Tuesday, April 3, 2012

Book Review: Understanding Scripture: An Overview of the Bible's Origin, Reliability, and Meaning

How do we know what sin is?  For example, how do we know that it’s wrong for someone to cheat on their spouse and then claim it was their lover’s fault (a kind of “indecent proposal”) rather than repenting?  Also, how do we know who God is?  In what way are His attributes (holiness, righteousness, love, faithfulness, etc) made known to mankind?  Finally, how do we know what the gospel is?  Where can we go to learn that God, before the foundation of the world, chose to save people—people He would enable through the Holy Spirit to recognize their sin and exercise saving faith in Christ’s death and resurrection so as to be saved? 

I submit to you that, while our conscience gives us knowledge of sin and the handiwork of God in nature is a testament to God’s existence, the only place from which we can learn the gospel (and the surest revelation of the other two) is from the Bible.  Therefore, for a Christian, there is no more important task than studying scripture.  Crossway has recently published a new book called Understanding Scripture: An Overview of the Bible's Origin, Reliability,and Meaning edited by Wayne Grudem, C. John Collins, and Thomas R. Schreiner which, in my opinion, would be a great help to any Christian seeking to learn more about the Bible.  The essays in the book, written by some of the most respected evangelical scholars in the church today (i.e. J.I. Packer and John Piper, to name a few), were originally published in the ESV Study Bible.  Collected in this one volume, they serve as an excellent resource for someone who wants to know more about the Bible.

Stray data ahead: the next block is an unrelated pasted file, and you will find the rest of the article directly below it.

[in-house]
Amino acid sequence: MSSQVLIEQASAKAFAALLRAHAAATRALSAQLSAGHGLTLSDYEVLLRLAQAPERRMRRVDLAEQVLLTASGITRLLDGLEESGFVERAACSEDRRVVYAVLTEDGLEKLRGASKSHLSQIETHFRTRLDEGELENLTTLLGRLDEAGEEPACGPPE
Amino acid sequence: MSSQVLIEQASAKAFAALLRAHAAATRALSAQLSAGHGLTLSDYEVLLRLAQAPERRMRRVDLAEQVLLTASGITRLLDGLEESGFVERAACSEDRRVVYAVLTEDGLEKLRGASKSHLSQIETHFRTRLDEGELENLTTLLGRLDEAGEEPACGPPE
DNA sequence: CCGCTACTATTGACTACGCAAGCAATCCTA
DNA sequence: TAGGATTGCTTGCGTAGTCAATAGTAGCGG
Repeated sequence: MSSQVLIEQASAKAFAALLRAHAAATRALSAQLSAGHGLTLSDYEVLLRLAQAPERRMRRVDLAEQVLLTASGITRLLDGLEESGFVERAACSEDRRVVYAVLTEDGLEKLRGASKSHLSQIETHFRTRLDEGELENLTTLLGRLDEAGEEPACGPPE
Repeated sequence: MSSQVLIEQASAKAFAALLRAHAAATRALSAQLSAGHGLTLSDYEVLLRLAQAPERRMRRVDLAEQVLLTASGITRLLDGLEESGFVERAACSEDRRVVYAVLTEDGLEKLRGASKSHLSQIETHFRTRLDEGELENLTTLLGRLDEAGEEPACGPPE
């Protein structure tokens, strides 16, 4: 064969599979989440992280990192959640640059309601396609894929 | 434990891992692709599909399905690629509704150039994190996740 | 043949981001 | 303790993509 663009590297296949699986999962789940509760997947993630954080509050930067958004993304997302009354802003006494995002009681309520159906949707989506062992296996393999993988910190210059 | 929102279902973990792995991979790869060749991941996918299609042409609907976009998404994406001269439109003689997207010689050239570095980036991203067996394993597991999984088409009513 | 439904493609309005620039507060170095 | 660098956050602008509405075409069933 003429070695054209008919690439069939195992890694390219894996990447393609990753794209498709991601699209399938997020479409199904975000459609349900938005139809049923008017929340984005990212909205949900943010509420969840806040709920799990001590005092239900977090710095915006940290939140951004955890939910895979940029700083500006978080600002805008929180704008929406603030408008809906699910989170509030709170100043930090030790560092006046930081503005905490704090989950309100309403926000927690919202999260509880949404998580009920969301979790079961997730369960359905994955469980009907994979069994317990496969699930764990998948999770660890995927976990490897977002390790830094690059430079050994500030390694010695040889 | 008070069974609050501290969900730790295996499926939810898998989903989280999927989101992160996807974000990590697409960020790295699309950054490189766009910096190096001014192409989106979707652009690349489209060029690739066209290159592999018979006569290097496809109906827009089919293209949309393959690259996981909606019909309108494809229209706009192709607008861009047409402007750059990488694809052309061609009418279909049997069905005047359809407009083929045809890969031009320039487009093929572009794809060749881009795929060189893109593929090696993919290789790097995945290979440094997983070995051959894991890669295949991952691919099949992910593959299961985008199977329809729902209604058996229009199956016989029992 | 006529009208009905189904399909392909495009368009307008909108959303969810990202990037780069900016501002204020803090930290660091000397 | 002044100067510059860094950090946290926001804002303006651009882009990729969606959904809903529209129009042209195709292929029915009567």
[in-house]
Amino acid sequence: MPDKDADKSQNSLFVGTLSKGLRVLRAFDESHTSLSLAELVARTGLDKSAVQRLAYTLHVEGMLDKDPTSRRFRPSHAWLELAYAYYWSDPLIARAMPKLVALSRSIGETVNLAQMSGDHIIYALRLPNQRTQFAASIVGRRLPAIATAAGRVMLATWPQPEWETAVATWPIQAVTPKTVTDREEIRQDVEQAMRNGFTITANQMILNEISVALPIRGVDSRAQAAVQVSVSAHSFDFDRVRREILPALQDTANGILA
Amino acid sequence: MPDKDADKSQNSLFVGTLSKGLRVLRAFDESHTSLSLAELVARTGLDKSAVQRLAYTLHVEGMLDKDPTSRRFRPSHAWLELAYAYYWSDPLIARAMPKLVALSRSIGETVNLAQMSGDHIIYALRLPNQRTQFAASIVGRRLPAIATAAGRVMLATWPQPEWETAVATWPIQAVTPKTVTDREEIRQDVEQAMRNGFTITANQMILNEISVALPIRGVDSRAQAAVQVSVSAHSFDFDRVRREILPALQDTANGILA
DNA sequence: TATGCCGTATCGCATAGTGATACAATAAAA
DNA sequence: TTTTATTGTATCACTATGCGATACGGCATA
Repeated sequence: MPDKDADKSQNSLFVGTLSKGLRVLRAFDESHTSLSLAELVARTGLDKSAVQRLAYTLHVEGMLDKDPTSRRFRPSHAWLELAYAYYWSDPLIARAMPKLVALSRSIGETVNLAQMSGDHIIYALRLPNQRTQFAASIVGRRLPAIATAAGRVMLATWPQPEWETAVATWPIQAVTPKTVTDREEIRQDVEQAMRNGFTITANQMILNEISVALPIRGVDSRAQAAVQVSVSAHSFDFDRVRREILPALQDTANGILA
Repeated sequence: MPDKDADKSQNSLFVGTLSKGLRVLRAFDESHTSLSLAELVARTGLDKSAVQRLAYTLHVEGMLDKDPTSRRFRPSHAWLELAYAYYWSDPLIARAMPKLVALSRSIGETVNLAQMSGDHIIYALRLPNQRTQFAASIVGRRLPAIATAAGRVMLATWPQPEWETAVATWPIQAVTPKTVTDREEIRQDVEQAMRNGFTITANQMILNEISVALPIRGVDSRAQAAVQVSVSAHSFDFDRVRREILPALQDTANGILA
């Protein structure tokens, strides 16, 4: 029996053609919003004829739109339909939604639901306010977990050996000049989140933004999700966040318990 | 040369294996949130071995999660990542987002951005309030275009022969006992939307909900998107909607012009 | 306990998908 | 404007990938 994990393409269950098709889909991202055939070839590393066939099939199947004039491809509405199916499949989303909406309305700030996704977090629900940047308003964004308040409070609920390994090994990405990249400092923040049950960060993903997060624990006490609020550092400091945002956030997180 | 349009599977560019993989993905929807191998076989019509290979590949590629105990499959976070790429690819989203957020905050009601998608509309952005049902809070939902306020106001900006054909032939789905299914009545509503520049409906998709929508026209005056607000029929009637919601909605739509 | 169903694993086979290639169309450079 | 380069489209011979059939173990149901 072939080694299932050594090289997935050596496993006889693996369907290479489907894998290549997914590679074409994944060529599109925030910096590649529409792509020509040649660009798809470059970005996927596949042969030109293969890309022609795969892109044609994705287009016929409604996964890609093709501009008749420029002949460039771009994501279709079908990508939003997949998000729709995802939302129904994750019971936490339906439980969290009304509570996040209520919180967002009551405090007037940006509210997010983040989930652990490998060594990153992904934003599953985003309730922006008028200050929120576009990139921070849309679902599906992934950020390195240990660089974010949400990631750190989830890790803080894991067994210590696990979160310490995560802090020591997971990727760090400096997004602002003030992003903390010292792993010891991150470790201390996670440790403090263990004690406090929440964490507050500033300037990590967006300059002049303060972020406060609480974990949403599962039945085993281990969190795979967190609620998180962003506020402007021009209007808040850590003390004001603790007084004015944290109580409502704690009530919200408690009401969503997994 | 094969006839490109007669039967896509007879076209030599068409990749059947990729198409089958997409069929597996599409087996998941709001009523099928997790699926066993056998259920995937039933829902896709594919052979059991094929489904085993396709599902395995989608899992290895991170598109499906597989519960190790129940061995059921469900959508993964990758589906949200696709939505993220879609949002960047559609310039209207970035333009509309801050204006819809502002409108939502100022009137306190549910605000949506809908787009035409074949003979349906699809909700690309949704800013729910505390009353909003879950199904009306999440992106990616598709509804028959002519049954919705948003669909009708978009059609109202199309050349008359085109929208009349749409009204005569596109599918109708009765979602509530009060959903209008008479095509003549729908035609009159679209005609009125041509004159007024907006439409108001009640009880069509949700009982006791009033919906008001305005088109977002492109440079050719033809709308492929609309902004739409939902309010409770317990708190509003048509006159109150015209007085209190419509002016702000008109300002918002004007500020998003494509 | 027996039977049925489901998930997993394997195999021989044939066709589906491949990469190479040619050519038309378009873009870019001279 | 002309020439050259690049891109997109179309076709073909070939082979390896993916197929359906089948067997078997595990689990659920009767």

For instance, there are chapters covering how to interpret the Bible (i.e. recognizing the importance of the literary elements of scripture), and how to read the Bible comprehensively (i.e. reading the Bible theologically and prayerfully).  However, in my opinion, the strongest essays and probably the most helpful for the average Christian are the chapters that cover the history of Scripture (how it was put together and canonized) and the archeological support for Scripture.  In my mind, these are particularly important right now in the church with so many people questioning the truthfulness and reliability of scripture—and that’s just the people in the church not to mention the world outside the church that long ago relegated scripture to little more than fairy tales. 

In short, I would recommend this book to any Christian that is serious about their faith and wants to know more about scripture.  I could also see this making an excellent book to use for a group Bible study.

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